Does the plain language of the provision support the Court’s stance? Section 195 says, “Any person responsible for paying to a non-resident, not being a company, or to a foreign company, any interest (not being interest on securities) or any other sum chargeable under the provisions of this Act (not being income chargeable under the head “Salaries” shall, at the time of credit of such income to the account of the payee or at the time of payment thereof in cash or by the issue of a cheque or draft or by any other mode, whichever is earlier, deduct income-tax thereon at the rates in force…”
On its plain reading, the applicability of Section 195 turns on whether the sum is chargeable or not. Perhaps realizing this difficulty, the Karnataka High Court sought to place reliance on the Supreme Court judgment in Transmission. The Court’s reasoning effectively consisted of reproducing a few paragraphs in Transmission, and concluding that the issue was a settled one.
The facts in Transmission, seen from the Supreme Court judgment, were that appeals were filed by the assessee against an order of the AO treating the assessee as an assessee-in-default. These appeals were allowed by the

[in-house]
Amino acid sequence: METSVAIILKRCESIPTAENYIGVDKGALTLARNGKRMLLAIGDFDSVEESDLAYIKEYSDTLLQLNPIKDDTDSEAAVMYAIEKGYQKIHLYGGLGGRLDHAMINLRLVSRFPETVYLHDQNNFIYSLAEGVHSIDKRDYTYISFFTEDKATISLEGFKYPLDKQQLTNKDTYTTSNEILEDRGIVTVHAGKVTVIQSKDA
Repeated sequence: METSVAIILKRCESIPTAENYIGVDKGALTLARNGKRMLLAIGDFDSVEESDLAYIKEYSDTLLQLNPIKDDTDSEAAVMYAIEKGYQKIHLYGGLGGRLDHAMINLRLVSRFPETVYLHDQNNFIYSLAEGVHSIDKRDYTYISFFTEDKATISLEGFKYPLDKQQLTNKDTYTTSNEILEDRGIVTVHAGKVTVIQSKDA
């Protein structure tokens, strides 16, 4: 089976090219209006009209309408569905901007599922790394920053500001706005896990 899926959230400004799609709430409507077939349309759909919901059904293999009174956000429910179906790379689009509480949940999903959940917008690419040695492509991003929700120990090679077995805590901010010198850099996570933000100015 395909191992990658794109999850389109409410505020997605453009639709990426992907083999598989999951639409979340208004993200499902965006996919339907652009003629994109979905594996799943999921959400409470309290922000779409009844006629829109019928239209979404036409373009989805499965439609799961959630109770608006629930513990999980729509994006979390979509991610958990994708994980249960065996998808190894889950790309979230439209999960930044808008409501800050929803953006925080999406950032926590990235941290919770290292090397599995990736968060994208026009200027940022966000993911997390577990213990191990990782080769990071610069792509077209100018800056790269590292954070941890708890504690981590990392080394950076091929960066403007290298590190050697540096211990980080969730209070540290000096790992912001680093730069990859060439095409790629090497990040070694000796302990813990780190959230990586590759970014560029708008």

CIT(A), who stated that the words “any other sum chargeable under the provisions of this Act” in Section 195 do not contemplate trade receipts within their ambit, and Section 195 applies only to cases where the sums paid are ‘pure income profits’. The ITAT was of the same view. On further appeal, the High Court stated that two fundamental questions arose for consideration, which were: (a) whether the provisions of Section 195 are applicable to cases where the sum paid to the non-resident does not wholly represent income; and (b) if Section 195 is applicable in such cases, whether the AO could enforce deduction of tax at source on the gross amount of trading receipts or only in respect of that portion of the trading receipts which may be chargeable as income under the Act.